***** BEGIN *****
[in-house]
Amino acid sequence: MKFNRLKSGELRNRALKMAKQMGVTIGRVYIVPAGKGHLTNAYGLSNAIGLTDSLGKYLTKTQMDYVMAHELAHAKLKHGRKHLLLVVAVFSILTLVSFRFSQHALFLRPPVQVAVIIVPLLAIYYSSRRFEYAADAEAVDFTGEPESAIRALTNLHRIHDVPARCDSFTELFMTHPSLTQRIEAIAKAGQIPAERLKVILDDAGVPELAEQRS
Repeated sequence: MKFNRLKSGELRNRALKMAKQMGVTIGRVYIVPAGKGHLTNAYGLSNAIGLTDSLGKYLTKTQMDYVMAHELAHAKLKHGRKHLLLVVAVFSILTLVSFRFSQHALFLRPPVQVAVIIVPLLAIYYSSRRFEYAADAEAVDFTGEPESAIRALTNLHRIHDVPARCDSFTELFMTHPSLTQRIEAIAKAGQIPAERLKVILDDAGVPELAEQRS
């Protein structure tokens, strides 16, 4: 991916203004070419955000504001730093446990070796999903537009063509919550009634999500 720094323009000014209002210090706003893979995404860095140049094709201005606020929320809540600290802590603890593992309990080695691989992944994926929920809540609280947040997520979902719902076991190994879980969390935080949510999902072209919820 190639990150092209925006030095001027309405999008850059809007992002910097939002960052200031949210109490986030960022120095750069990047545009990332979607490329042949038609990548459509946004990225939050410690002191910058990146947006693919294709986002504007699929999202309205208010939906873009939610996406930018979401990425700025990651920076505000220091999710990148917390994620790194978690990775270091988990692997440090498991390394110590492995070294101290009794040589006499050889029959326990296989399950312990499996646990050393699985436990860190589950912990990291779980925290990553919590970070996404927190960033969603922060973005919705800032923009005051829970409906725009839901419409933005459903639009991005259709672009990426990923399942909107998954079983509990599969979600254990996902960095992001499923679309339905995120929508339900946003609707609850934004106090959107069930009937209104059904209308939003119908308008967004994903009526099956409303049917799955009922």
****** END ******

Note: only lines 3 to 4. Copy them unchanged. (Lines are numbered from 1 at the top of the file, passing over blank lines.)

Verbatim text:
Repeated sequence: MKFNRLKSGELRNRALKMAKQMGVTIGRVYIVPAGKGHLTNAYGLSNAIGLTDSLGKYLTKTQMDYVMAHELAHAKLKHGRKHLLLVVAVFSILTLVSFRFSQHALFLRPPVQVAVIIVPLLAIYYSSRRFEYAADAEAVDFTGEPESAIRALTNLHRIHDVPARCDSFTELFMTHPSLTQRIEAIAKAGQIPAERLKVILDDAGVPELAEQRS
């Protein structure tokens, strides 16, 4: 991916203004070419955000504001730093446990070796999903537009063509919550009634999500 720094323009000014209002210090706003893979995404860095140049094709201005606020929320809540600290802590603890593992309990080695691989992944994926929920809540609280947040997520979902719902076991190994879980969390935080949510999902072209919820 190639990150092209925006030095001027309405999008850059809007992002910097939002960052200031949210109490986030960022120095750069990047545009990332979607490329042949038609990548459509946004990225939050410690002191910058990146947006693919294709986002504007699929999202309205208010939906873009939610996406930018979401990425700025990651920076505000220091999710990148917390994620790194978690990775270091988990692997440090498991390394110590492995070294101290009794040589006499050889029959326990296989399950312990499996646990050393699985436990860190589950912990990291779980925290990553919590970070996404927190960033969603922060973005919705800032923009005051829970409906725009839901419409933005459903639009991005259709672009990426990923399942909107998954079983509990599969979600254990996902960095992001499923679309339905995120929508339900946003609707609850934004106090959107069930009937209104059904209308939003119908308008967004994903009526099956409303049917799955009922």